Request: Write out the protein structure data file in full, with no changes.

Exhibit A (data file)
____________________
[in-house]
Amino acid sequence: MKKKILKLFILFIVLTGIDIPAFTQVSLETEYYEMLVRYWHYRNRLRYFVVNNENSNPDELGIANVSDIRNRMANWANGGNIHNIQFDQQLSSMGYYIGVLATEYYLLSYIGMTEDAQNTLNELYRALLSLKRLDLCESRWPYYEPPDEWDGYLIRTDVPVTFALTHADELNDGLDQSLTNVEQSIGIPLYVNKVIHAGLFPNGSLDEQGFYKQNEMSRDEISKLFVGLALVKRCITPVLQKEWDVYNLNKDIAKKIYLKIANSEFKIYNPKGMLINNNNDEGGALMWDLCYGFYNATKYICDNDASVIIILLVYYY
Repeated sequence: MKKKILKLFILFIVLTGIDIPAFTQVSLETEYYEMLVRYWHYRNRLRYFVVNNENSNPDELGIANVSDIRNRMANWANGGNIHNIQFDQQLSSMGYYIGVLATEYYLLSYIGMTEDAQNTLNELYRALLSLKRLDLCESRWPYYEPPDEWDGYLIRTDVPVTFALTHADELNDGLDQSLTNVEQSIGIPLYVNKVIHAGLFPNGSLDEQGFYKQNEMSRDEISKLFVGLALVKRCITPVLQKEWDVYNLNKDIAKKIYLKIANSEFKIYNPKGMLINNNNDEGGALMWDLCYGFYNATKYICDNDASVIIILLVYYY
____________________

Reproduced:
[in-house]
Amino acid sequence: MKKKILKLFILFIVLTGIDIPAFTQVSLETEYYEMLVRYWHYRNRLRYFVVNNENSNPDELGIANVSDIRNRMANWANGGNIHNIQFDQQLSSMGYYIGVLATEYYLLSYIGMTEDAQNTLNELYRALLSLKRLDLCESRWPYYEPPDEWDGYLIRTDVPVTFALTHADELNDGLDQSLTNVEQSIGIPLYVNKVIHAGLFPNGSLDEQGFYKQNEMSRDEISKLFVGLALVKRCITPVLQKEWDVYNLNKDIAKKIYLKIANSEFKIYNPKGMLINNNNDEGGALMWDLCYGFYNATKYICDNDASVIIILLVYYY
Repeated sequence: MKKKILKLFILFIVLTGIDIPAFTQVSLETEYYEMLVRYWHYRNRLRYFVVNNENSNPDELGIANVSDIRNRMANWANGGNIHNIQFDQQLSSMGYYIGVLATEYYLLSYIGMTEDAQNTLNELYRALLSLKRLDLCESRWPYYEPPDEWDGYLIRTDVPVTFALTHADELNDGLDQSLTNVEQSIGIPLYVNKVIHAGLFPNGSLDEQGFYKQNEMSRDEISKLFVGLALVKRCITPVLQKEWDVYNLNKDIAKKIYLKIANSEFKIYNPKGMLINNNNDEGGALMWDLCYGFYNATKYICDNDASVIIILLVYYY